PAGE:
The embattled Trinidad and Tobago team were on Monday drawn against minnows Montserrat in the preliminary round of next year’s CONCACAF Gold Cup but their legal wrangle with world governing, FIFA, could yet see them miss out on the confederation showpiece.
The regional powerhouses are one of 12 teams down to contest six matches in the two-round preliminaries from July 2-6, in an attempt to secure one of the three remaining spots for the Group Stage which gets underway four days later.
If T&T get past Montserrat, they will face the winner of the clash between Cuba and French Guiana in the second round, for a place in Group A of the competition where they will line up alongside the likes of reigning champions Mexico, El Salvador and Curacao.
However, T&T could see these hopes dashed if beleaguered TT Football Association president, William Wallace, fails to withdraw legal action against FIFA in the Trinidad and Tobago high court.
The FA was last week banned by FIFA over “grave violations of the FIFA Statutes” and CONCACAF, the continental governing body for football in North, Central America and the Caribbean, subsequently warned while T&T would remain in the draw for the interim, they would be replaced by Antigua if their suspension was not lifted by December 18.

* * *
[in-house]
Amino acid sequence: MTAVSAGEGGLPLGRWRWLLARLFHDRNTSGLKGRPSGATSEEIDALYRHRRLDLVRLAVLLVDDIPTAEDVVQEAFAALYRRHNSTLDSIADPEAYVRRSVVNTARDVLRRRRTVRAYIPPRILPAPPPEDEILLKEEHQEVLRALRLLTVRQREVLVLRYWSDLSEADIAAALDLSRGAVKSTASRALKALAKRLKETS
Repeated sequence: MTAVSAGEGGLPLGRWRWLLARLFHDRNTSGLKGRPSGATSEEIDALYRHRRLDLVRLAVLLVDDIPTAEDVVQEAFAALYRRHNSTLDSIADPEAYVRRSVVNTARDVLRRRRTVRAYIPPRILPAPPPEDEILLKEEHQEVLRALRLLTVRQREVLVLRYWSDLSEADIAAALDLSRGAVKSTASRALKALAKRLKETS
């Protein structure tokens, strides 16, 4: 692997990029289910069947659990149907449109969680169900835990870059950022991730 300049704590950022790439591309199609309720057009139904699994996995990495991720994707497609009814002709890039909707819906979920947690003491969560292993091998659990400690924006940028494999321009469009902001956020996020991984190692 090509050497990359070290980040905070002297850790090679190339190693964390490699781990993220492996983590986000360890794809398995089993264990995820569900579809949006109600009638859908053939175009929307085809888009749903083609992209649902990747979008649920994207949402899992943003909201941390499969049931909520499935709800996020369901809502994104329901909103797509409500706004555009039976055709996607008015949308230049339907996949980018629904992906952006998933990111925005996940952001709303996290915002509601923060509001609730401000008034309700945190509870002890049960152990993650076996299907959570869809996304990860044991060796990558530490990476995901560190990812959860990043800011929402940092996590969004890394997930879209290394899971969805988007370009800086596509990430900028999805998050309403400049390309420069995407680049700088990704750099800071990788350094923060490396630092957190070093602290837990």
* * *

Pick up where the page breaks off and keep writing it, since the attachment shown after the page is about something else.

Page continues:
With pressure mounting on Wallace to avoid further conflict with FIFA in order to spare Trinidad and Tobago further negative fallout, the administrator said last weekend he would make a decision this week on the future of the impasse.
Meanwhile, two-time Gold Cup finalists, Jamaica, have been drawn in Group C alongside Costa Rica, Suriname and a yet-to-be-determined qualifier.
Jamaica, the highest-ranked English-speaking Caribbean side at 56th in the FIFA charts, reached the final of the 2015 and 2017 competitions, losing to Mexico and United States respectively.
Last year, they were good enough to reach the final four before going down to the US.
Grenada has been drawn in a difficult Group D where they take on Honduras, Panama and Asian Cup champions, Qatar, who are guest competitors.
CONCACAF president, Victor Montagliani, said despite the emergence of the COVID-19 pandemic, organisers were anticipating a successful Gold Cup.
“I know that many communities in our region are going through challenging times and the thoughts of everyone at CONCACAF are with them,” Montagliani said.
“We expanded last year’s Gold Cup and it was a huge success in showcasing outstanding football from our region.
“We want to build on that for the 2021 edition and believe the introduction of the Prelims and an exciting new format for the Knockout Stage will provide a great spectacle next year.”
CONCACAF will announce venues for the showpiece in coming months.